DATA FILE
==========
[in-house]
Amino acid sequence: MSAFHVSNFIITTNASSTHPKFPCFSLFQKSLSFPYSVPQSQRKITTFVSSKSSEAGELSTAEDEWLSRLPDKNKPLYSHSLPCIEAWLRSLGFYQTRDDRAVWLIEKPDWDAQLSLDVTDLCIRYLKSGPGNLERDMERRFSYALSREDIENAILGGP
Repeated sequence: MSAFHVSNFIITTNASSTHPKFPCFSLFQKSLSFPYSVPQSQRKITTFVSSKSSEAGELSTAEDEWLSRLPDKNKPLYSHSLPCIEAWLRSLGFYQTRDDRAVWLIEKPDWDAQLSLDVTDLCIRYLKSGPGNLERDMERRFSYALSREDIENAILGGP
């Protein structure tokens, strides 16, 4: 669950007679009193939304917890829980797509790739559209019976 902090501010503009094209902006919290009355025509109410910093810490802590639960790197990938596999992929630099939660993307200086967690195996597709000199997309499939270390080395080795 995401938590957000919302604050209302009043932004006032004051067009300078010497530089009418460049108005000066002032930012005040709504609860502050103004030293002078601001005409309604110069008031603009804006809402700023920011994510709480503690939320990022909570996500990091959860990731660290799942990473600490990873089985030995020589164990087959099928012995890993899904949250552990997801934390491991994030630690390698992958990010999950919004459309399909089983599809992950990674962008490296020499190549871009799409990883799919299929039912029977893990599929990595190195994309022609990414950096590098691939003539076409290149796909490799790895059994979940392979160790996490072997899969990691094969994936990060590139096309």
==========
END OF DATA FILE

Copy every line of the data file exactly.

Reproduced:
[in-house]
Amino acid sequence: MSAFHVSNFIITTNASSTHPKFPCFSLFQKSLSFPYSVPQSQRKITTFVSSKSSEAGELSTAEDEWLSRLPDKNKPLYSHSLPCIEAWLRSLGFYQTRDDRAVWLIEKPDWDAQLSLDVTDLCIRYLKSGPGNLERDMERRFSYALSREDIENAILGGP
Repeated sequence: MSAFHVSNFIITTNASSTHPKFPCFSLFQKSLSFPYSVPQSQRKITTFVSSKSSEAGELSTAEDEWLSRLPDKNKPLYSHSLPCIEAWLRSLGFYQTRDDRAVWLIEKPDWDAQLSLDVTDLCIRYLKSGPGNLERDMERRFSYALSREDIENAILGGP
């Protein structure tokens, strides 16, 4: 669950007679009193939304917890829980797509790739559209019976 902090501010503009094209902006919290009355025509109410910093810490802590639960790197990938596999992929630099939660993307200086967690195996597709000199997309499939270390080395080795 995401938590957000919302604050209302009043932004006032004051067009300078010497530089009418460049108005000066002032930012005040709504609860502050103004030293002078601001005409309604110069008031603009804006809402700023920011994510709480503690939320990022909570996500990091959860990731660290799942990473600490990873089985030995020589164990087959099928012995890993899904949250552990997801934390491991994030630690390698992958990010999950919004459309399909089983599809992950990674962008490296020499190549871009799409990883799919299929039912029977893990599929990595190195994309022609990414950096590098691939003539076409290149796909490799790895059994979940392979160790996490072997899969990691094969994936990060590139096309």